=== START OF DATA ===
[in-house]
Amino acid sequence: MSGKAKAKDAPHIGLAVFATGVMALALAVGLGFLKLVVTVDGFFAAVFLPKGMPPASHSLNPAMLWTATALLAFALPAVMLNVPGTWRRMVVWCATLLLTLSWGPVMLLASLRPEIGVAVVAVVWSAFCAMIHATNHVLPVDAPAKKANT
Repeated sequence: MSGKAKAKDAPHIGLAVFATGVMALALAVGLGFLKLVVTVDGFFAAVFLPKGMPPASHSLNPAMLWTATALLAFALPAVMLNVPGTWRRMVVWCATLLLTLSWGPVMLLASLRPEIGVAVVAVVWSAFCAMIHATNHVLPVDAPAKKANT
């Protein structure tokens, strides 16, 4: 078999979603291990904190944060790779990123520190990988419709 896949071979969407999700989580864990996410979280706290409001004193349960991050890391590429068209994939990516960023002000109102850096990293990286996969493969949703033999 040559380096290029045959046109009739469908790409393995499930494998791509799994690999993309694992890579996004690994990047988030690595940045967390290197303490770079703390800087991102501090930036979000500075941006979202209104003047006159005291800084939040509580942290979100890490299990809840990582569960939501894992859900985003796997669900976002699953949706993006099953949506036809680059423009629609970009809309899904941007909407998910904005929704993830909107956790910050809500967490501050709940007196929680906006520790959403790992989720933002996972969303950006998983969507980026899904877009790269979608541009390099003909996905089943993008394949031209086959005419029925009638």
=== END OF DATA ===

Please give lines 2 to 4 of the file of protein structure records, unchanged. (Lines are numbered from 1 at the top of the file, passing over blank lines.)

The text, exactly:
Amino acid sequence: MSGKAKAKDAPHIGLAVFATGVMALALAVGLGFLKLVVTVDGFFAAVFLPKGMPPASHSLNPAMLWTATALLAFALPAVMLNVPGTWRRMVVWCATLLLTLSWGPVMLLASLRPEIGVAVVAVVWSAFCAMIHATNHVLPVDAPAKKANT
Repeated sequence: MSGKAKAKDAPHIGLAVFATGVMALALAVGLGFLKLVVTVDGFFAAVFLPKGMPPASHSLNPAMLWTATALLAFALPAVMLNVPGTWRRMVVWCATLLLTLSWGPVMLLASLRPEIGVAVVAVVWSAFCAMIHATNHVLPVDAPAKKANT
């Protein structure tokens, strides 16, 4: 078999979603291990904190944060790779990123520190990988419709 896949071979969407999700989580864990996410979280706290409001004193349960991050890391590429068209994939990516960023002000109102850096990293990286996969493969949703033999 040559380096290029045959046109009739469908790409393995499930494998791509799994690999993309694992890579996004690994990047988030690595940045967390290197303490770079703390800087991102501090930036979000500075941006979202209104003047006159005291800084939040509580942290979100890490299990809840990582569960939501894992859900985003796997669900976002699953949706993006099953949506036809680059423009629609970009809309899904941007909407998910904005929704993830909107956790910050809500967490501050709940007196929680906006520790959403790992989720933002996972969303950006998983969507980026899904877009790269979608541009390099003909996905089943993008394949031209086959005419029925009638």